Consistent with the conclusions reached by the IRS in CCA 200931043 and CCA 201025046, the Proposed Regulations provide that, for purposes of determining whether a loss would be determined to be a noncapital, nondeductible amount under the principles of Treas. Reg. § 1.1502-13, stock held by the selling member, stock held by the buying member, stock held by all members of the seller’s consolidated group, and stock held by any member of a controlled group of which the seller is a member that was acquired from a member of the seller’s consolidated group must be taken into account. For example, assume that S1 and S2, both members of a consolidated group, each owns 50% of the stock of T. If the basis of the T stock is greater than its value, a liquidation of T generally would result in nonrecognition of the loss through the application of Treas. Reg. § 1.1502-34 and section 332. In an attempt to avoid the nonrecognition of the loss, either S1 or S2 may sell more than 20% of T’s stock to a nonconsolidated, controlled group member in a transaction that is treated as a sale or exchange for federal income tax purposes. Thereafter, T is liquidated in an attempt to recognize a loss on 100% of T’s stock. Treasury and the IRS believe that, in these situations, and as reflected in the Proposed Regulations, the loss should be deferred until the buying and selling members are no longer in a controlled group relationship.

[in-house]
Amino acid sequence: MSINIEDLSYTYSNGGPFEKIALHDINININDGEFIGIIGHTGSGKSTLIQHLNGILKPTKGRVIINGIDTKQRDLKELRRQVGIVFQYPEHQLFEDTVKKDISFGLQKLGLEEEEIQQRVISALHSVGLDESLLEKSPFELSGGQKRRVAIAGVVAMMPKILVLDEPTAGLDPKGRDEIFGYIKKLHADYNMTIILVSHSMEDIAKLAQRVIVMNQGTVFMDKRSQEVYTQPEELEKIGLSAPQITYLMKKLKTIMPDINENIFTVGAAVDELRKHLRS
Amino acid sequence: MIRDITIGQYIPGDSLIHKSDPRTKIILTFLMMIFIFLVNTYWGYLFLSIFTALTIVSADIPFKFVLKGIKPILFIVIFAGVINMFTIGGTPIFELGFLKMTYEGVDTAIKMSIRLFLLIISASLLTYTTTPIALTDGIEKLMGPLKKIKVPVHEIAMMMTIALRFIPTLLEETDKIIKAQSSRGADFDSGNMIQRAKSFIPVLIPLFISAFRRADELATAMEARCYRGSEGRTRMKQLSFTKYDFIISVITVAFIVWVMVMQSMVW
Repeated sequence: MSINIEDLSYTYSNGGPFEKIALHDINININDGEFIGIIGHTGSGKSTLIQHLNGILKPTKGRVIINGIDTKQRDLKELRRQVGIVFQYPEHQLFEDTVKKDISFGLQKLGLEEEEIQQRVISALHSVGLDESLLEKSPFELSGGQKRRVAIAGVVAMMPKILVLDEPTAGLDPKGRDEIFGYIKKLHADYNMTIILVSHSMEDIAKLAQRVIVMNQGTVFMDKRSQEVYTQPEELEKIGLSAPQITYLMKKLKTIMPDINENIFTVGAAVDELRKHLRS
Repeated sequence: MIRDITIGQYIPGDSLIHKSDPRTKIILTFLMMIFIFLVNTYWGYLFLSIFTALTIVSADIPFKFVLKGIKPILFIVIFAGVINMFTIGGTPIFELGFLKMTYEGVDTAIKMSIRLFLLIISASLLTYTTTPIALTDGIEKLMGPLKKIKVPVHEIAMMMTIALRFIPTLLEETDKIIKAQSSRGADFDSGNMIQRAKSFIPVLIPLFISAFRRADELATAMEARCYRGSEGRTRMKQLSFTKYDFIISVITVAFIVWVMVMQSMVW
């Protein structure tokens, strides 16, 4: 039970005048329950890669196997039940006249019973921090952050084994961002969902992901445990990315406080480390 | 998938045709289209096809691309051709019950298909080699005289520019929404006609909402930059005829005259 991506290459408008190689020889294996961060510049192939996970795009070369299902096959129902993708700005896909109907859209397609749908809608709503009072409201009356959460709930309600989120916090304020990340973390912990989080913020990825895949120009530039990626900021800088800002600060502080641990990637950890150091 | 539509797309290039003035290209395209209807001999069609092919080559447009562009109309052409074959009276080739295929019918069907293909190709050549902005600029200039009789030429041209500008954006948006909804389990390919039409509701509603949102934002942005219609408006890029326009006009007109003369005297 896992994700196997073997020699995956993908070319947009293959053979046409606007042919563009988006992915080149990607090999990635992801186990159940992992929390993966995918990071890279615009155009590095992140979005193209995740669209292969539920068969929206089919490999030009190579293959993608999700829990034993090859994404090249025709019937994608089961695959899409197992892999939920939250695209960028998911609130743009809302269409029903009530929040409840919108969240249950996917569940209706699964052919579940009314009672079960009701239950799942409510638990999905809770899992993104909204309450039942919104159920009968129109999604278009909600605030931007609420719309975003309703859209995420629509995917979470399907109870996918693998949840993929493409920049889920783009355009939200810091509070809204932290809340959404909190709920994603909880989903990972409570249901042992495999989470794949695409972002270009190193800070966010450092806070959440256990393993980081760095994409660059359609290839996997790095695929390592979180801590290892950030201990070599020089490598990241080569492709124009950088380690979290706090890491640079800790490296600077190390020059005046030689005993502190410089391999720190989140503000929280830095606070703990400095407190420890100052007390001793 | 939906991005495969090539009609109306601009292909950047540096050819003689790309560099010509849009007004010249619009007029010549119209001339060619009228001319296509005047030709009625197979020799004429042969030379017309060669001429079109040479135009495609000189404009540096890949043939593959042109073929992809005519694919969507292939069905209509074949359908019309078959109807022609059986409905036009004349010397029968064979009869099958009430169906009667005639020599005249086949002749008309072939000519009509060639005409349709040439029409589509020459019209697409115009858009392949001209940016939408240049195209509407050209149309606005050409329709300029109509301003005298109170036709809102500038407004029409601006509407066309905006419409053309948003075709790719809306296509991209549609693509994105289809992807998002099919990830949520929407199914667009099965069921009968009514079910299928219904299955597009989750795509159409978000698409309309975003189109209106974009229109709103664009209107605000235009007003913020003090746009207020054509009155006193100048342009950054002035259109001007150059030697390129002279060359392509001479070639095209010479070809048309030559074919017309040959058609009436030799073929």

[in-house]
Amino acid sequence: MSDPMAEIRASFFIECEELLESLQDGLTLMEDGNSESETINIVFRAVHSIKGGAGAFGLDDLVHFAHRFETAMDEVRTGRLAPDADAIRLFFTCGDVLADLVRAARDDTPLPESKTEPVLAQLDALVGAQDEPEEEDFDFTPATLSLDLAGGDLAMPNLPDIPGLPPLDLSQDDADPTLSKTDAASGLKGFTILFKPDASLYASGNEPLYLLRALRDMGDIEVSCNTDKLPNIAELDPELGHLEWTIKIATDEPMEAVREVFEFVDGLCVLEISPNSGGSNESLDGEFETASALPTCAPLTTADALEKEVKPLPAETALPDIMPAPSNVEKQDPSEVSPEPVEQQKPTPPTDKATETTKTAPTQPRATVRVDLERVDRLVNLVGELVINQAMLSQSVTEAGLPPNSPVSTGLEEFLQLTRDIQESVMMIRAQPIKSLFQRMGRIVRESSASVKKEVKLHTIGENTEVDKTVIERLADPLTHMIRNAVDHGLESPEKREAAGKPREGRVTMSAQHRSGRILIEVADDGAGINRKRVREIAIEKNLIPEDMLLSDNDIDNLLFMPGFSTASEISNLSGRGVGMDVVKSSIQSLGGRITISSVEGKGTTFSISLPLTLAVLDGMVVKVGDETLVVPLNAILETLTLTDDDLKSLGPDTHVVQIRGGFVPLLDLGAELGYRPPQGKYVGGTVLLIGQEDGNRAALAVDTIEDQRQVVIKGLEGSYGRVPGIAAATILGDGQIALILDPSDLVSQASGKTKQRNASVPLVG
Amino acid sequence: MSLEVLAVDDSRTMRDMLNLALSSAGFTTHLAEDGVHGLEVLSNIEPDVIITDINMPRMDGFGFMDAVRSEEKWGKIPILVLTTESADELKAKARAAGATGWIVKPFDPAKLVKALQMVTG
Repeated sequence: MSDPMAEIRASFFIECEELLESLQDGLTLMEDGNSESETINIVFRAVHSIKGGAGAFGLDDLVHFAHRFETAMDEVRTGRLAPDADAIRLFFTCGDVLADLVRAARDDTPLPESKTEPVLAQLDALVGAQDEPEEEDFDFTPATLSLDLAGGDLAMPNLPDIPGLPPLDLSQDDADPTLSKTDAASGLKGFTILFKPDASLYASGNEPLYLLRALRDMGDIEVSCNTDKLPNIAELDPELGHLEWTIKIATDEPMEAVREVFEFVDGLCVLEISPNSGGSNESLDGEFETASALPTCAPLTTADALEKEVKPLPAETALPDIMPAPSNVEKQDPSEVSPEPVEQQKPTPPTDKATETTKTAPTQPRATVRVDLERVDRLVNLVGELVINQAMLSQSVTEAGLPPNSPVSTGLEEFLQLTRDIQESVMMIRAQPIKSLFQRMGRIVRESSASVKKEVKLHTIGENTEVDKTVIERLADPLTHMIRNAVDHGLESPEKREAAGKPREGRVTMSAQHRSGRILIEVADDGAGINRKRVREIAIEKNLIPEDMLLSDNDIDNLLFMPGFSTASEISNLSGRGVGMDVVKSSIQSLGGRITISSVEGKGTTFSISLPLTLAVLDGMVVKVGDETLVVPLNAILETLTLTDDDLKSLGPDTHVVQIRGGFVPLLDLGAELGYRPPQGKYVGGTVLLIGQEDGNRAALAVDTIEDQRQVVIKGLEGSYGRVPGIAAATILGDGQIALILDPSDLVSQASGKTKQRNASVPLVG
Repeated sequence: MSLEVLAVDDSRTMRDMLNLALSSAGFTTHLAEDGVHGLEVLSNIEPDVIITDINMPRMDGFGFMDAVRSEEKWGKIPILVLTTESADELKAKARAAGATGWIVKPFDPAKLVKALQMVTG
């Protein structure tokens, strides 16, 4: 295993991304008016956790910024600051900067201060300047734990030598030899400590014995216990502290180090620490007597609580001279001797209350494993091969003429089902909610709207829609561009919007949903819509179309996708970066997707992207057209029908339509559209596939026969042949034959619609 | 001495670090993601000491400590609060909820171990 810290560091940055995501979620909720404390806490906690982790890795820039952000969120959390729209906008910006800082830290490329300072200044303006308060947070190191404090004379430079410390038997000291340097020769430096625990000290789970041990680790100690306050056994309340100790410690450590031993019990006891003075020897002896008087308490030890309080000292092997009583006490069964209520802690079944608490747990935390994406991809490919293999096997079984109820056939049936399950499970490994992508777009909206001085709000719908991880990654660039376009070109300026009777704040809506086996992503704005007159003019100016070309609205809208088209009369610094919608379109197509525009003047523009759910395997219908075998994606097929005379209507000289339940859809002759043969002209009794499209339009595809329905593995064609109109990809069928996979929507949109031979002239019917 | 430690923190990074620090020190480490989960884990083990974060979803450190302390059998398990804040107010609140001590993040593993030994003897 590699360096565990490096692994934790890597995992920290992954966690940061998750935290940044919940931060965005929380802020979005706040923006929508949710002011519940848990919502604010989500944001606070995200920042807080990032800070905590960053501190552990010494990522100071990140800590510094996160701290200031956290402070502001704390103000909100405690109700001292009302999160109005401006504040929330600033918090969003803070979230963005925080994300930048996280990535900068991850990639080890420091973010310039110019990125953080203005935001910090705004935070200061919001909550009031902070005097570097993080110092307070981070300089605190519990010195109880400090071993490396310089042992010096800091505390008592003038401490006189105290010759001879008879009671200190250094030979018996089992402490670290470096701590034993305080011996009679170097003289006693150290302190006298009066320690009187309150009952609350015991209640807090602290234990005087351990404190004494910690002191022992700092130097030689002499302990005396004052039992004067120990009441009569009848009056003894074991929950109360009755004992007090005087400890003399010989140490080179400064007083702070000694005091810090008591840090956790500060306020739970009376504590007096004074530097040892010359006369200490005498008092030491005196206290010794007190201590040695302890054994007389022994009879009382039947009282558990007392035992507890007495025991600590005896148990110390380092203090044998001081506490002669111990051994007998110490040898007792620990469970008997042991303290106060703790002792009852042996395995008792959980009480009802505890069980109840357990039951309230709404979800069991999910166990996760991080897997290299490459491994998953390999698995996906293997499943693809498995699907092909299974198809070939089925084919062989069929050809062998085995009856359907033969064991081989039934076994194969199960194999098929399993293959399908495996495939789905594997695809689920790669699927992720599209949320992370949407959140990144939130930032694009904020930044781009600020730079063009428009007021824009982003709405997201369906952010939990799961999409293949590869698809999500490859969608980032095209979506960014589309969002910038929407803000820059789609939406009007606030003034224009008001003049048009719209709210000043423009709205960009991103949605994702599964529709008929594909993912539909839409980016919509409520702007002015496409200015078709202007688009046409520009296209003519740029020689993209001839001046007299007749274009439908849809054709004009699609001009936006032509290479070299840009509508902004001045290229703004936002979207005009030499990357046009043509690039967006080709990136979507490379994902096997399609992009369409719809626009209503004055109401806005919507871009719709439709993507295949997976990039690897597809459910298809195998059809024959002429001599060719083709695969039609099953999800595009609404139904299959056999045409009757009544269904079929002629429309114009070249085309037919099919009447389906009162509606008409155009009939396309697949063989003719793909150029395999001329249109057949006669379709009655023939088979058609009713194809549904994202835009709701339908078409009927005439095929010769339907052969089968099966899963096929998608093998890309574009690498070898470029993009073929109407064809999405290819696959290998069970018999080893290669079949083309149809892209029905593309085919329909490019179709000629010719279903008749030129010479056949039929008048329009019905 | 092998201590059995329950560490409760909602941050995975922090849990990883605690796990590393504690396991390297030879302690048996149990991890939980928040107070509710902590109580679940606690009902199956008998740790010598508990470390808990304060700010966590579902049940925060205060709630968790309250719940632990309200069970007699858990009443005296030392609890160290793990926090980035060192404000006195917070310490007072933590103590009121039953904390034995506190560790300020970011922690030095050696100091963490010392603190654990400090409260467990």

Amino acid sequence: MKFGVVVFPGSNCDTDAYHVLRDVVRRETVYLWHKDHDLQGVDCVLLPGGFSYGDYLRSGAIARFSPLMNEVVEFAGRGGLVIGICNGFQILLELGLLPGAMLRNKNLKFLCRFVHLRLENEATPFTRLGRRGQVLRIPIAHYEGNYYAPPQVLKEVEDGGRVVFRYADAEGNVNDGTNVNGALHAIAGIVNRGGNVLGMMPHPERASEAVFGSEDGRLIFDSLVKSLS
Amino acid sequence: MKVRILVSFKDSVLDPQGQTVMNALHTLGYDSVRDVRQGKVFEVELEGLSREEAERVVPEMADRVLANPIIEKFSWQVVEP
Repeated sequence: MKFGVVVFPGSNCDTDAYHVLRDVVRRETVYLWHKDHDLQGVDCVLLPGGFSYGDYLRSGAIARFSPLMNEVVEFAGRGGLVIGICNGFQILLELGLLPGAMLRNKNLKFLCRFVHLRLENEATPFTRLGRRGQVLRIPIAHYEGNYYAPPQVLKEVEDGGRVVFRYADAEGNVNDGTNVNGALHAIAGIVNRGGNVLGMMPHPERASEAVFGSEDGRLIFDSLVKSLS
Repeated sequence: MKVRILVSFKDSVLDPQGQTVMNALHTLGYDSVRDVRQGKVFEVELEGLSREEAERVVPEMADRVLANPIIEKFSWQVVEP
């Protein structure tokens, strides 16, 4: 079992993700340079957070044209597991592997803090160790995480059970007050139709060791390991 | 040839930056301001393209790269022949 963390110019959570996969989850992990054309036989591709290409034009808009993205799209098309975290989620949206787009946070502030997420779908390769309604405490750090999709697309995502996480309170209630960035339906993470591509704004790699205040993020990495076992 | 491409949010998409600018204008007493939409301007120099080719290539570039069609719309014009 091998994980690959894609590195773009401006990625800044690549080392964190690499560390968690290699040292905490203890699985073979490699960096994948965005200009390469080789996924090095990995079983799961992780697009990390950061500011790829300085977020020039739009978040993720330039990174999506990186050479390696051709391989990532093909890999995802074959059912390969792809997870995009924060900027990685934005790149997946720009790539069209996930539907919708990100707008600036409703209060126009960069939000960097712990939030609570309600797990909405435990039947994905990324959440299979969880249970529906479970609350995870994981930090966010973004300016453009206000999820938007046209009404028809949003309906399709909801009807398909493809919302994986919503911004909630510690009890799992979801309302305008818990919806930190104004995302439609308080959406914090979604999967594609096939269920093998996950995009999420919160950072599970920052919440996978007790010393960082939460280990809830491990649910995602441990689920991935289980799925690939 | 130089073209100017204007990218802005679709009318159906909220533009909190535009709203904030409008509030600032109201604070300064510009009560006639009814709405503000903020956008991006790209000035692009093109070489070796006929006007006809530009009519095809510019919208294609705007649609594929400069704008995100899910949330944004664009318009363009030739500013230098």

In a controlled group setting, taxpayers have noted that Treas. Reg. § 1.267(f)-1(c)(1)(iv) does not allow S to take into account any amount of the intercompany loss when B recognizes a corresponding gain. For example, if S sells 30% of T’s stock to B at a loss (in a transaction that is treated as a sale or an exchange between those two controlled group members for federal income tax purposes), and T’s stock appreciates between the time of the intercompany sale and a subsequent event that results in B’s recognition of gain (i.e., T’s liquidation), B would recognize a gain under section 331 at that time, but S’s loss would remain deferred in its entirety. Accordingly, Treasury and the IRS have proposed to modify Treas. Reg. § 1.267(f)-1(c)(1)(iv) so as to allow S’s intercompany loss to be taken into account to the extent that B recognizes a corresponding gain. (Alternatively, S’s intercompany loss is taken into account when S and B cease to be in a controlled group relationship.) Thus, in the example, under the Proposed Regulations, S’s loss will be recognized to the extent of the amount of corresponding gain recognized by B upon T’s liquidation.

The Proposed Regulations will apply to loss redetermination events that occur after the date that these Treasury regulations are published as final Treasury regulations in the Federal Register. Comments on the Proposed Regulations should be submitted by July 20, 2011.